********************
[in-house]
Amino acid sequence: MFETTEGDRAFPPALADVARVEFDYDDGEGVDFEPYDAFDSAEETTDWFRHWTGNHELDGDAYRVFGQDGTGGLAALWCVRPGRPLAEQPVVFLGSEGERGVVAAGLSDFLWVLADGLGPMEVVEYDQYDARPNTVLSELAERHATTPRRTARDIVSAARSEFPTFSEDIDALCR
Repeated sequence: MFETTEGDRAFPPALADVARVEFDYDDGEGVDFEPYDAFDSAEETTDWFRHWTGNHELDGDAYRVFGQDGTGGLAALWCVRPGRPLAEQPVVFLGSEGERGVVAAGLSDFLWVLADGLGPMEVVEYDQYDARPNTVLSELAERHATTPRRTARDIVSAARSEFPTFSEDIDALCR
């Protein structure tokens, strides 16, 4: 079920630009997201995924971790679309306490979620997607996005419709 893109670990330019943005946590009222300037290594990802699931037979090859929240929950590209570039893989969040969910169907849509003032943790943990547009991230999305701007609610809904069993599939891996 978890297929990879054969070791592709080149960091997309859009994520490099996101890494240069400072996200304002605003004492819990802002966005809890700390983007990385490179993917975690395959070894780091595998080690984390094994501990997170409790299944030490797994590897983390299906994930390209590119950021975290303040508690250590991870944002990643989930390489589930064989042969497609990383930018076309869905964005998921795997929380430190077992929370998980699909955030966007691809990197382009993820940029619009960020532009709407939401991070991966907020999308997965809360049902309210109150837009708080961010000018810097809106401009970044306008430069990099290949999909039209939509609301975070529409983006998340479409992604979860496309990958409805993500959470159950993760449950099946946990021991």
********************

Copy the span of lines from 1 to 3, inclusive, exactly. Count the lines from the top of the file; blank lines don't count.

[in-house]
Amino acid sequence: MFETTEGDRAFPPALADVARVEFDYDDGEGVDFEPYDAFDSAEETTDWFRHWTGNHELDGDAYRVFGQDGTGGLAALWCVRPGRPLAEQPVVFLGSEGERGVVAAGLSDFLWVLADGLGPMEVVEYDQYDARPNTVLSELAERHATTPRRTARDIVSAARSEFPTFSEDIDALCR
Repeated sequence: MFETTEGDRAFPPALADVARVEFDYDDGEGVDFEPYDAFDSAEETTDWFRHWTGNHELDGDAYRVFGQDGTGGLAALWCVRPGRPLAEQPVVFLGSEGERGVVAAGLSDFLWVLADGLGPMEVVEYDQYDARPNTVLSELAERHATTPRRTARDIVSAARSEFPTFSEDIDALCR